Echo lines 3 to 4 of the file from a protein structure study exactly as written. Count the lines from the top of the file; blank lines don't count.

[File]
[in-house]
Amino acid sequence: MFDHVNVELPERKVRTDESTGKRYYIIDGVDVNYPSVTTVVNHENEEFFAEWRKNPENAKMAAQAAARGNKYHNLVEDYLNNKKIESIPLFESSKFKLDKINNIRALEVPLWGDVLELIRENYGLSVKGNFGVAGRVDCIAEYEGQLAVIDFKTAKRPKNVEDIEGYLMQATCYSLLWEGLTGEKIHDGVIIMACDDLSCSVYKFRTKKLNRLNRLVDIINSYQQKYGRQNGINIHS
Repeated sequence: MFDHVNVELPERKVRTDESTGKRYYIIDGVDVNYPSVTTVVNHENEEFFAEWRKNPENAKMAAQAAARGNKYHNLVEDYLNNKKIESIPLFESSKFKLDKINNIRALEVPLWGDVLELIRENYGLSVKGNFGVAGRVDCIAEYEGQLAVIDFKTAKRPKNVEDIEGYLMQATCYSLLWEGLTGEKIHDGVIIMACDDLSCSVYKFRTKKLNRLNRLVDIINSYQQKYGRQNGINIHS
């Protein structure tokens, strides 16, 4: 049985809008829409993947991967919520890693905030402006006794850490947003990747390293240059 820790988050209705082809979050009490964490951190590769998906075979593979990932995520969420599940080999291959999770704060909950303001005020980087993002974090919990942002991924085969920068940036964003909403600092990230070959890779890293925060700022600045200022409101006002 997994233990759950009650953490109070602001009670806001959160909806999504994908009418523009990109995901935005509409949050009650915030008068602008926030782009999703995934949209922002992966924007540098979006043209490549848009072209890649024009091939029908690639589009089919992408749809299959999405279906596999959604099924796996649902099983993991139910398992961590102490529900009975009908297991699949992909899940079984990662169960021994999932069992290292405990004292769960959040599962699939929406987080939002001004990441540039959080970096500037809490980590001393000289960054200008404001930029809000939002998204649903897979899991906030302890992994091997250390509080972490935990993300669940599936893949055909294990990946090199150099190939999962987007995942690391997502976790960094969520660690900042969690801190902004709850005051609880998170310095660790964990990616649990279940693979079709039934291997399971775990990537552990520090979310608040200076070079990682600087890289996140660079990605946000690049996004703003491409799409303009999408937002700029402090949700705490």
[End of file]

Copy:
Repeated sequence: MFDHVNVELPERKVRTDESTGKRYYIIDGVDVNYPSVTTVVNHENEEFFAEWRKNPENAKMAAQAAARGNKYHNLVEDYLNNKKIESIPLFESSKFKLDKINNIRALEVPLWGDVLELIRENYGLSVKGNFGVAGRVDCIAEYEGQLAVIDFKTAKRPKNVEDIEGYLMQATCYSLLWEGLTGEKIHDGVIIMACDDLSCSVYKFRTKKLNRLNRLVDIINSYQQKYGRQNGINIHS
């Protein structure tokens, strides 16, 4: 049985809008829409993947991967919520890693905030402006006794850490947003990747390293240059 820790988050209705082809979050009490964490951190590769998906075979593979990932995520969420599940080999291959999770704060909950303001005020980087993002974090919990942002991924085969920068940036964003909403600092990230070959890779890293925060700022600045200022409101006002 997994233990759950009650953490109070602001009670806001959160909806999504994908009418523009990109995901935005509409949050009650915030008068602008926030782009999703995934949209922002992966924007540098979006043209490549848009072209890649024009091939029908690639589009089919992408749809299959999405279906596999959604099924796996649902099983993991139910398992961590102490529900009975009908297991699949992909899940079984990662169960021994999932069992290292405990004292769960959040599962699939929406987080939002001004990441540039959080970096500037809490980590001393000289960054200008404001930029809000939002998204649903897979899991906030302890992994091997250390509080972490935990993300669940599936893949055909294990990946090199150099190939999962987007995942690391997502976790960094969520660690900042969690801190902004709850005051609880998170310095660790964990990616649990279940693979079709039934291997399971775990990537552990520090979310608040200076070079990682600087890289996140660079990605946000690049996004703003491409799409303009999408937002700029402090949700705490």